Caution: This Erotica Sex Story contains strong sexual content, including Ma/Fa, Fa/Fa, Teenagers, Consensual, Romantic, Heterosexual, Fiction, Science Fiction, Time Travel, Historical, Humor, Tear Jerker, Vampires, First, Anal Sex, Petting, Lactation, Body Modification, Slow,
Desc: Erotica Sex Story: Chapter 1 - The Conclusion of: 1) Love's Equal Loss 2) Path of the Blue Spirit 3) Curse of the Blue Spirit 4) Close Encounter 5) Return Encounters 6) Antelope Freeway (Complete at last!) A.F. is the finale of the series, and is the story of Earth's side of the plague years.
Jim Arnold looked at his watch in the early morning light and sighed. It was 7:20 AM, more than a half hour after sunrise, and the traffic jam he was caught in was monumental. Nothing had moved since daybreak. Facing westbound on I-80, he was at least grateful he didn't have the intense heat of the August morning sun shining in his face. The air outside felt like a furnace, very hot and dry; and it was already approaching 90F. Jim thought wistfully about his decision to get the super economy package and not have AC with his new Chevy, but then he reminded himself he just didn't have money for those kinds of luxuries.
The eastbound lanes were absolutely clear of traffic, and Jim thought that was a really ominous sign. He searched the radio again for a traffic report, but all he could find were country & western music stations and the ubiquitous news reports on Iraq. Looking down from the elevated Interstate, he tried to remember whether he had crossed into Nebraska yet or if he were still in Iowa. But then he remembered driving across the bridge over the Missouri River in the pre-dawn light, shortly before hitting a solid wall of unmoving cars and trucks.
"So this must be beautiful Omaha," he thought to himself, looking around. "It's not bad actually... Thank goodness I built so much extra time into the schedule. I don't have to be in San Francisco for another eleven days..." He scanned his radio to another country song. "Damn... Come on, come on... There's got to be a traffic report here somewhere... How can they not report on this?!"
As Jim continued scanning, he shook his head at the delays he was having this morning. When he broke camp before daybreak, he noticed one of his tires was flat. A close inspection revealed a very fluke accident. The value stem-cap was missing, and a tiny pebble had bounced in and wedged against the pin, slowly releasing the air. There was no permanent damage, but it took twenty minutes to get out the bicycle pump and inflate the tire. And now this, a major-league traffic jam, his second delay of the morning...
After a few more minutes of scanning, Jim finally found a traffic report. He groaned when he heard that both a gasoline and an oil tanker were involved in a multi-car collision just west of Omaha. Miraculously, no one was seriously injured, but gasoline and oil were leaking all over the road and I-80 was going to be evacuated. Looking at his map, Jim decided he would try to head north and pick up Route-30 for his westward trek. And two hours later, that was exactly what he was trying to do.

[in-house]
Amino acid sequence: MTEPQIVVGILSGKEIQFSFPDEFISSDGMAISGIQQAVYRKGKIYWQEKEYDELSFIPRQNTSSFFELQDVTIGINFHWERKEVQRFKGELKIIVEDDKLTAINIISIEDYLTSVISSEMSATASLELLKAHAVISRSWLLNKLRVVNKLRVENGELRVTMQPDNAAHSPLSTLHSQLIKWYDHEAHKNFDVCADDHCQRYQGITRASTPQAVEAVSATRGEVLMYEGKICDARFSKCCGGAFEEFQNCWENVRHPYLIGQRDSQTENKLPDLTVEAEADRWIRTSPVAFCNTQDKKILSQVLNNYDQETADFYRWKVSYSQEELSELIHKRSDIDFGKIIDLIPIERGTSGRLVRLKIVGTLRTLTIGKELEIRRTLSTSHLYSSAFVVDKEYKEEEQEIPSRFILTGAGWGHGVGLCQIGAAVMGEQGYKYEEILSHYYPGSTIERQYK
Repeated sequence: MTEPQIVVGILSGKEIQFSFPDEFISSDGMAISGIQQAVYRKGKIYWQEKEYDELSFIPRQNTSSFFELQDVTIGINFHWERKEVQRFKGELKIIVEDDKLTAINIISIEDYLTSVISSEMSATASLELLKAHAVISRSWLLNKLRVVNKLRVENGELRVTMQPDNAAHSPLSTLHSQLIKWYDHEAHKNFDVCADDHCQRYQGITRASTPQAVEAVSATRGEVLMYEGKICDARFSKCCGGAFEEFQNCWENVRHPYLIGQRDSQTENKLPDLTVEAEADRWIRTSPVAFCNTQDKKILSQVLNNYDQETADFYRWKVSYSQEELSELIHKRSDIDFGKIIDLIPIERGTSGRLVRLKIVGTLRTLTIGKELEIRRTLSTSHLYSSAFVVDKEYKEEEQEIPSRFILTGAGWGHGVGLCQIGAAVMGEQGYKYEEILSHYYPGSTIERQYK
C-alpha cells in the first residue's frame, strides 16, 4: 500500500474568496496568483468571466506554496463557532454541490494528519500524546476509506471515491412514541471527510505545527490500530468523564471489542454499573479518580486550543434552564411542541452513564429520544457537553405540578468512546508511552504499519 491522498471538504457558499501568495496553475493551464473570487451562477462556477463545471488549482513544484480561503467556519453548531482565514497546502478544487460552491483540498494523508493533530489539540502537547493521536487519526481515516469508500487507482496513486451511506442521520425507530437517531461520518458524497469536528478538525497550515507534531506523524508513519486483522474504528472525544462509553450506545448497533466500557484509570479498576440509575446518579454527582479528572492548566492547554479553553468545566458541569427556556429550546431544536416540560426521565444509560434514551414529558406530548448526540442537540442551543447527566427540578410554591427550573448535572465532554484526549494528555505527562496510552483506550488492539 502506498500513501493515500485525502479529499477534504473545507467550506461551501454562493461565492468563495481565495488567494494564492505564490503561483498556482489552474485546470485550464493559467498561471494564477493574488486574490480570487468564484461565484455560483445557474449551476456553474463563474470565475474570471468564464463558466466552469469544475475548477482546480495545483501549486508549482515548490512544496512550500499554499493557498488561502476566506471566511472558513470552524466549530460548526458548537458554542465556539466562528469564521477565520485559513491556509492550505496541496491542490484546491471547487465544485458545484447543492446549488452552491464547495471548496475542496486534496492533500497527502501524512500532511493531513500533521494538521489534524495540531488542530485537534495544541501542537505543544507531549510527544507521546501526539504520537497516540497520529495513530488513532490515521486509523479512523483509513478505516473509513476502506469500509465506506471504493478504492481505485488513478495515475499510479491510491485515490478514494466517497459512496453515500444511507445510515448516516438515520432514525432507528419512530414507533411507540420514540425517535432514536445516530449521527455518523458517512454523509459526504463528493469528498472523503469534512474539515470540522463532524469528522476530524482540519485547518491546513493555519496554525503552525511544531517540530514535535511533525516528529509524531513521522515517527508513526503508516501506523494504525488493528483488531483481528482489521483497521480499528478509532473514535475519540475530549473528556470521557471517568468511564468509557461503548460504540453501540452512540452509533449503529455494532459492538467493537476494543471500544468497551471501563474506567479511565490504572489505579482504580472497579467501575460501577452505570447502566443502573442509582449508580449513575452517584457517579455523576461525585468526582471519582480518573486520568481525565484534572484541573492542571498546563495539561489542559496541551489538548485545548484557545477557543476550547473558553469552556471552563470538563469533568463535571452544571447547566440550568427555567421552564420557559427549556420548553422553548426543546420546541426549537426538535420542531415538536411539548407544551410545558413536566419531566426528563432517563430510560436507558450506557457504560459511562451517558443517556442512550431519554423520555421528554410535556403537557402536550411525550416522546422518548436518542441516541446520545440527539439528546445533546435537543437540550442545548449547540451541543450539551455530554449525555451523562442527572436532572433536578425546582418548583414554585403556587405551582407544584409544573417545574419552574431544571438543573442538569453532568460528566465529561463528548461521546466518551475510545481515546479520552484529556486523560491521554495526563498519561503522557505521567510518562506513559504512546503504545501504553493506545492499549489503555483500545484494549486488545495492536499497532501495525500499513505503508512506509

"Shit! What an idiot! Why did I ever leave Route-75? Trying to cut across the triangle like this was insane! Where the hell am I?!" Jim was lost in a maze of featureless roads, the high corn of mid-August blocking the views of everything except the immediate road in front of him. Jim had a nagging suspicion that he might have been driving in circles for over an hour. He was navigating by the sun shadows, trying to make progress by traveling to the west and north, but some of the intersections were now looking horribly familiar.
Jim pulled over to the side of the small road right before an intersection, brushing his car against the corn. Like all the other intersections, all four corners were devoid of street signs. "Hell! How can they do this to me?" Jim whined in his thoughts. "Don't people in Nebraska believe in street signs?!" He stared at his roadmap. Unfortunately it just wasn't showing him any topological detail, and without street-signs for reference the map was completely useless.
He looked back up and stared down the road to the horizon, hoping to see someone to ask for directions, but the scene was completely devoid of a human presence. The maze of roads in the featureless corn seemed endless. Jim thought he hadn't passed a car or a house since he left Route-75.
He shook his head in bewilderment and stared at his odometer. Jim prided himself on his sense of direction, and his feelings now weren't making any sense. He should have hit Route-30 more than half an hour ago. Jim looked out along the road again, and for the first time in quite a while he felt a faint glimmer of hope. There appeared to be some sort of sign by the side of the road, a few hundred feet passed his current intersection. Jim started his car and pulled up to the sign. He stared at it, and it made him pause.
It was a small sign, almost invisible among the tall rows of corn. A simple wooden stake was holding up a sheet of looked like plain white cardboard. Hand written across the cardboard in block letters were the words "ANTELOPE FREEWAY -- TWO MILES" with a crude arrow pointing straight up.